In Box 3, you’ll see what portion of the distribution was allocated to capital gains. Box 4 includes any federal income tax that was withheld. Box 7 should tell you what type of distribution it is, which can help you figure out whether it’s taxable or not.

The IRS publishes a complete guide to Form 1099-R that you can use as a reference when filing your taxes.

What Should You Do If You Receive a Form 1099-R?

If you get a 1099-R in the mail, then you’ll need to file it with your taxes the same way you would any other 1099s or income statements you receive. That’s true even if the distribution is not taxable.

Remember, the IRS receives a copy of any 1099-Rs you receive. Leaving them out of your tax filing could raise a red flag and potentially lead to an audit.

When you file your taxes, you’ll just need to plug in the appropriate information from each box on Form 1099-R into your tax return. If you’re using an online tax software program to file, the program should prompt you as to what you’ll need to include.

Once you’ve entered all the details from your 1099-R forms, the software program can do the rest of the work. And it will calculate your tax liability for that income, if any. For example, a direct rollover from one traditional IRA to another isn’t taxable. But you’d still get a Form 1099-R that you’d need to include on your taxes.

What If You Get Form 1099-R In Error?

A woman reviewing instructions for Form 1099-R.

If you receive a Form 1099-R and weren’t expecting to, or the form you receive has an error, it’s important to contact the entity that issued it right away. They can either check their records to see if you were sent the form by mistake. Or they can issue a correct Form 1099-R that has the right information.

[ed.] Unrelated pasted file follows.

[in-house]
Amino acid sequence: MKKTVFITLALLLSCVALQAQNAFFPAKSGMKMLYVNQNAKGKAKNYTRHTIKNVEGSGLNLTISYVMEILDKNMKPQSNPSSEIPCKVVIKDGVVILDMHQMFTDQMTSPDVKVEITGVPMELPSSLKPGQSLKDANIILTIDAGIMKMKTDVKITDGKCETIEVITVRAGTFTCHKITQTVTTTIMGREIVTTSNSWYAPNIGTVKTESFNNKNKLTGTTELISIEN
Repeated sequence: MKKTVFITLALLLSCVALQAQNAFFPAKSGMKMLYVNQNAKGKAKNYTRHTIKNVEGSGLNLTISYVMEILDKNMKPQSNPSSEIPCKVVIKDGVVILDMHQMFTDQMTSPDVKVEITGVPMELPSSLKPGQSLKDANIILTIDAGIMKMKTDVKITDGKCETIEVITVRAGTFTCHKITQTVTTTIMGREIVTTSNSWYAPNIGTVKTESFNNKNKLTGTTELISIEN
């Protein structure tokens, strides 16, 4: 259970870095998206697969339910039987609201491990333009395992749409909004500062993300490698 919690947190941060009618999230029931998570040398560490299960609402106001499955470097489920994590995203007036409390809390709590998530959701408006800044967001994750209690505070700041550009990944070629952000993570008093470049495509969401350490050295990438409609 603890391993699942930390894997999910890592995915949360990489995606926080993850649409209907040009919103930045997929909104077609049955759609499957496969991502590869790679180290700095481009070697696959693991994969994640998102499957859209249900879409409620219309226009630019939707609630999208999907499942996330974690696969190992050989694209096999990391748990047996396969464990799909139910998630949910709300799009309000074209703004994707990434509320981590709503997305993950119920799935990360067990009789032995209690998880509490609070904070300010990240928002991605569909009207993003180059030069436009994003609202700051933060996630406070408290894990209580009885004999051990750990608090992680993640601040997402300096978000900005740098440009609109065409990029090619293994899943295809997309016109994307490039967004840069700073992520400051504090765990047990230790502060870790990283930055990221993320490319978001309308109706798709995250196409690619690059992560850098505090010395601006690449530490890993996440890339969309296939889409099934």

Including the wrong information from a 1099-R on your taxes could lead to problems. You could end up owing more in taxes than you’d planned or not paying enough. And that might lead to penalties later once the IRS discovers the mistake.

Likewise, it’s also a good idea to contact the entity that should have issued a Form 1099-R to you if you expecting one but didn’t receive it. For instance, if they had your old address on file, it’s possible that your form has gotten lost.

Bottom Line

Filing taxes can be a big enough headache as it is without adding in unfamiliar forms. If you’re planning a rollover of retirement funds, receive money from a life insurance policy or are set to retire, it’s important to know what that might mean for your filing. Understanding when you might be on the receiving end of a Form 1099-R can help you avoid any unintended missteps when reporting income on your taxes.

Tax Planning Tips

  • Consider talking to a financial advisor about fully incorporating tax planning into your personal financial planning. Finding a financial advisor doesn’t have to be hard. SmartAsset’s free tool matches you with up to three vetted financial advisors who serve your area, and you can have a free introductory call with your advisor matches to decide which one you feel is right for you. If you’re ready to find an advisor who can help you achieve your financial goals, get started now.
  • Owing a lot in taxes at the end of each year is a stressor on anyone’s wallet. In that case, you may want to adjust the withholding amounts on your W-4. This can help budget better throughout the year. And it will help you pay less in taxes when April rolls around.